Today was a really solid day.
My alcohol cravings were minimal, attitude was positive, and I had moments feeling like a healthy person. I spent time with the family, went for a jog, got some work done and didn’t think much about sobriety.
This kind of day feels dangerous.
In early sobriety, good will make you lie to yourself, “I go this–no problem.”
I can imagine this is how relapse sneaks up on a person. It’s a setup. A hidden trap. The old brain saying, “Oh, just calm it down. You drank a lot, but you’re better now. That was just a phase–some kind of funk–you’re back in control now. Just stick to moderation and you can enjoy life again.” Days like this make that story believable.
That’s one reason I’m glad for this blog. Because I journaled the struggle, I can look back and tell myself the truth.
Things were bad. Real bad. I was speeding toward serious trouble.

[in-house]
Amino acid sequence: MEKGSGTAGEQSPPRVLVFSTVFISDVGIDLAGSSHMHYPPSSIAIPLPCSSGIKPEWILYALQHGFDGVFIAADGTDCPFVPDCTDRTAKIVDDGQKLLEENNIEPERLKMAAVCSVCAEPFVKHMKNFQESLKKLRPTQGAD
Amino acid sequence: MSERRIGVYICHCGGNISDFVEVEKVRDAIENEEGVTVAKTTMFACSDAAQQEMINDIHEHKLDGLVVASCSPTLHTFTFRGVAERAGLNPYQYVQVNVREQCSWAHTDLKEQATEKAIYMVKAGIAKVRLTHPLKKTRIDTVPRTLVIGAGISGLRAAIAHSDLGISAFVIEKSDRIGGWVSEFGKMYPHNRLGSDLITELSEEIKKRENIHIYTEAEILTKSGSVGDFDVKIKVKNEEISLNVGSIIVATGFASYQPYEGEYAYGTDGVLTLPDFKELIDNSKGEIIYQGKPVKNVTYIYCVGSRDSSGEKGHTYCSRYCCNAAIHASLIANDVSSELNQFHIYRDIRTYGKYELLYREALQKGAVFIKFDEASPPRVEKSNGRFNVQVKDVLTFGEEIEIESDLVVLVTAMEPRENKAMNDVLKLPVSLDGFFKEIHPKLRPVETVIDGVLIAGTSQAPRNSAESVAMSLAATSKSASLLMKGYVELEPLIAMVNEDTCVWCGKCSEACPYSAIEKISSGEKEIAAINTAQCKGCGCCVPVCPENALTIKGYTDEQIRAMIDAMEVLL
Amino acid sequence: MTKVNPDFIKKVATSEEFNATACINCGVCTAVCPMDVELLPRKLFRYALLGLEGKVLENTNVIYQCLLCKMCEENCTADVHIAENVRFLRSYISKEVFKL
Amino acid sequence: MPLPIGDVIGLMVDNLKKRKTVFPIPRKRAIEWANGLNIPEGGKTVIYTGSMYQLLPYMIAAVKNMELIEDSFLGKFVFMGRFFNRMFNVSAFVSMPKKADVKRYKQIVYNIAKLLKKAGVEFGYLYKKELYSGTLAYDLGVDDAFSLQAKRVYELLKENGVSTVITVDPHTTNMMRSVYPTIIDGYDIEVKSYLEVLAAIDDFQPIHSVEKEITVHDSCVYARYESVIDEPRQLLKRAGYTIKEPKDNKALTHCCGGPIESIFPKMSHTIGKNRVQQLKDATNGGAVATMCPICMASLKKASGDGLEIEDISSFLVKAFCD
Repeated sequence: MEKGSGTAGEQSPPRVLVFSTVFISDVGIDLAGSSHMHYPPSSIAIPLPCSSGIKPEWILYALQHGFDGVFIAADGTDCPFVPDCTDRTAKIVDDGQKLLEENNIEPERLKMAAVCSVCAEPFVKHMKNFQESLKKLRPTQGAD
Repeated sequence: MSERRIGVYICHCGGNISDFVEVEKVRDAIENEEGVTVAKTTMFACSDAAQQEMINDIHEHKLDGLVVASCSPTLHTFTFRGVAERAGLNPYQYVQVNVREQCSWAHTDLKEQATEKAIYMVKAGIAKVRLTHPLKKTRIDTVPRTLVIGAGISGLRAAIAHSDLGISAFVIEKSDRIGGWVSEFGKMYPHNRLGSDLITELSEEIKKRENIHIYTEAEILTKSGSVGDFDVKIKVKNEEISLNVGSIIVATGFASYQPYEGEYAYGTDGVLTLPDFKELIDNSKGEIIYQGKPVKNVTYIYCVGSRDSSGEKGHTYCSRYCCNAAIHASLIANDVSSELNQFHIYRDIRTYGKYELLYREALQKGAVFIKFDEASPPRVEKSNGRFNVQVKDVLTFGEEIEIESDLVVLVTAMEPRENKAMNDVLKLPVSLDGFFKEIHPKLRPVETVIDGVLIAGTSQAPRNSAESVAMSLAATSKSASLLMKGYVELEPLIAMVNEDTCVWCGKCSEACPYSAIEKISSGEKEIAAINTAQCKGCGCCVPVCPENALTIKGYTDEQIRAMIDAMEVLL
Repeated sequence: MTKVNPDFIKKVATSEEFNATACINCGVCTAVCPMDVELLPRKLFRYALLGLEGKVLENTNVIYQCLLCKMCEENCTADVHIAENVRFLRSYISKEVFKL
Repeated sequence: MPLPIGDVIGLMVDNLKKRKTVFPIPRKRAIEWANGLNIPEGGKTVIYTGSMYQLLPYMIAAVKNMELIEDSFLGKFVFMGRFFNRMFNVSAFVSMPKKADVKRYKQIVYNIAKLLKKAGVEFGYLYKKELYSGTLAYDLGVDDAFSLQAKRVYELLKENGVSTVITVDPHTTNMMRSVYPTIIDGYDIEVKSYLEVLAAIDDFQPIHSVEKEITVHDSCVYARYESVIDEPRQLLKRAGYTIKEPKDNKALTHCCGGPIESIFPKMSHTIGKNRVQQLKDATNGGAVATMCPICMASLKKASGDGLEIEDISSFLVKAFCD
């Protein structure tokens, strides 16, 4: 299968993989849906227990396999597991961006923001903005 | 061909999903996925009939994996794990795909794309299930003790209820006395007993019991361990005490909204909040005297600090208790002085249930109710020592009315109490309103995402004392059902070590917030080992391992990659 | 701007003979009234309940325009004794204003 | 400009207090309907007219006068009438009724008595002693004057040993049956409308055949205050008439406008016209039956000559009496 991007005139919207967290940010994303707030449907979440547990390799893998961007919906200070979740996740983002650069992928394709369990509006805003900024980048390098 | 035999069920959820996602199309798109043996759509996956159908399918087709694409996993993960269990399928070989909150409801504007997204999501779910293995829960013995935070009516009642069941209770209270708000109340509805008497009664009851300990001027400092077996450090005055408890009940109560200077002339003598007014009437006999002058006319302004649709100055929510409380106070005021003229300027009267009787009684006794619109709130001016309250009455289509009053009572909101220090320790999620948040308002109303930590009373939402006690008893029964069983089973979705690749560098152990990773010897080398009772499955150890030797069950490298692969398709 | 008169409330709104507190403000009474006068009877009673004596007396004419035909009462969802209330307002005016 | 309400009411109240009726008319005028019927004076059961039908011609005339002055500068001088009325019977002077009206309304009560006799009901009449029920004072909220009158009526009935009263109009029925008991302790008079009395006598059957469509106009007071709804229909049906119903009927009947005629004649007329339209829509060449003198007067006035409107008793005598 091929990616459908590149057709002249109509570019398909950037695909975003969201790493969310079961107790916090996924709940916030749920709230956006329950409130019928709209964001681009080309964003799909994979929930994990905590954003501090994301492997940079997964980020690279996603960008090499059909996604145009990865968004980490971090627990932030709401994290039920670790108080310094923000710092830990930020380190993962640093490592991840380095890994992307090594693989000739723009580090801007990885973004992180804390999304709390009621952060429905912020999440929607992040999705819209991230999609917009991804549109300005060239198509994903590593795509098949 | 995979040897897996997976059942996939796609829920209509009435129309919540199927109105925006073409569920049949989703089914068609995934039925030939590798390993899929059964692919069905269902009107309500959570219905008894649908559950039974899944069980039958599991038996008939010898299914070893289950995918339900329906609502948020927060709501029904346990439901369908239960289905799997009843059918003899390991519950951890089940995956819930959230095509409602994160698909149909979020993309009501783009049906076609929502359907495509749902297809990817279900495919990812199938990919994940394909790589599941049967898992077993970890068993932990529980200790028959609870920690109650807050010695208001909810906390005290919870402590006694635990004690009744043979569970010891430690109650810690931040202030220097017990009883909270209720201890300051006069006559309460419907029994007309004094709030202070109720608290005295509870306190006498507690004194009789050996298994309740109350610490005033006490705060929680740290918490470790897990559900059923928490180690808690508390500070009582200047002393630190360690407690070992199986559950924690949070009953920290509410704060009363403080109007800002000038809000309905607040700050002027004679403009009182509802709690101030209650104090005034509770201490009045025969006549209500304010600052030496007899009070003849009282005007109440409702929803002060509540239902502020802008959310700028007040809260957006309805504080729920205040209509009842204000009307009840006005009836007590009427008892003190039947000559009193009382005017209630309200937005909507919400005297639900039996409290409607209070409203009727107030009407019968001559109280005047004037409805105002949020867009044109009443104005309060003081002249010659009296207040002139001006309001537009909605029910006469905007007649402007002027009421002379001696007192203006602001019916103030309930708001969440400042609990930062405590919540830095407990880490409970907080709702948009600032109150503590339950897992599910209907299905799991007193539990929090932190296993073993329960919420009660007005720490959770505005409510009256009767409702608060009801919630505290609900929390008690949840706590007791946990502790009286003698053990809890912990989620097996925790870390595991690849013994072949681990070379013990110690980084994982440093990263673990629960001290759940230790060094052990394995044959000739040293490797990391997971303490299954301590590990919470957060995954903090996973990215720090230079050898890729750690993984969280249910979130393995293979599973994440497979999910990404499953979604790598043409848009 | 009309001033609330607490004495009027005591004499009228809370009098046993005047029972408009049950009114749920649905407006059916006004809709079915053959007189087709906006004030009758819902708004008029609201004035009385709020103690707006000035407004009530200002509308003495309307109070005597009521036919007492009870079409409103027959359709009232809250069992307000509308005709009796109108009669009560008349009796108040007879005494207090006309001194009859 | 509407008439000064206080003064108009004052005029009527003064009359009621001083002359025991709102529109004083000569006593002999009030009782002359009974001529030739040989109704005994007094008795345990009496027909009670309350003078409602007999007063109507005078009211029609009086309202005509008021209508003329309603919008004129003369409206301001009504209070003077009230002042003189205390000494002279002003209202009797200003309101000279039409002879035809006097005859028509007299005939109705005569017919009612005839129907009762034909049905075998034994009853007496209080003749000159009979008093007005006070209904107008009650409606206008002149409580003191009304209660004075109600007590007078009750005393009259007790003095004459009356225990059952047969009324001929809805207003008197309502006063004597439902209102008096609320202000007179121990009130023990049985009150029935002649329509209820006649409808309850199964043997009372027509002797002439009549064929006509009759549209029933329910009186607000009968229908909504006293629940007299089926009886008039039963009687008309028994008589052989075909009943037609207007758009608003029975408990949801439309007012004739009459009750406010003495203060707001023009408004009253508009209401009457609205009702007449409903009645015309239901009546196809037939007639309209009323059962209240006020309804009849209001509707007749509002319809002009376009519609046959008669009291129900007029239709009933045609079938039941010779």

My health is broken. My bank account is empty. My career is drifting away. I’ve have estranged friends. Problems from last week are waiting to be worked out. No, things are still bad. By God’s grace I know what I am.
Before this I can’t recall 11 days sober in the last 7 years. That’s a long term problem. 11 days sober don’t mean the enemy is beaten. He’s just in retreat.
I see the danger in good days. I may be a fool, but I’m not stupid.
Today we won and tomorrow the war against this addiciton continues.
Sober Again Update: February 2017
It really has been fun going back and revising my old posts from my first attempt at recovery. Alcoholism is such a strong mental addiciton, but going sober for 11 days gives me a ton of confidence.
Of course, relapse is just one stupid decision away.
One major difference this time, I haven’t felt deprived or miserable without drinking. I have noticed some withdrawal symptoms, but the compulsion to drink has dried up. When I think of drinking now, it looks like a trap that I’ll do anything to avoid.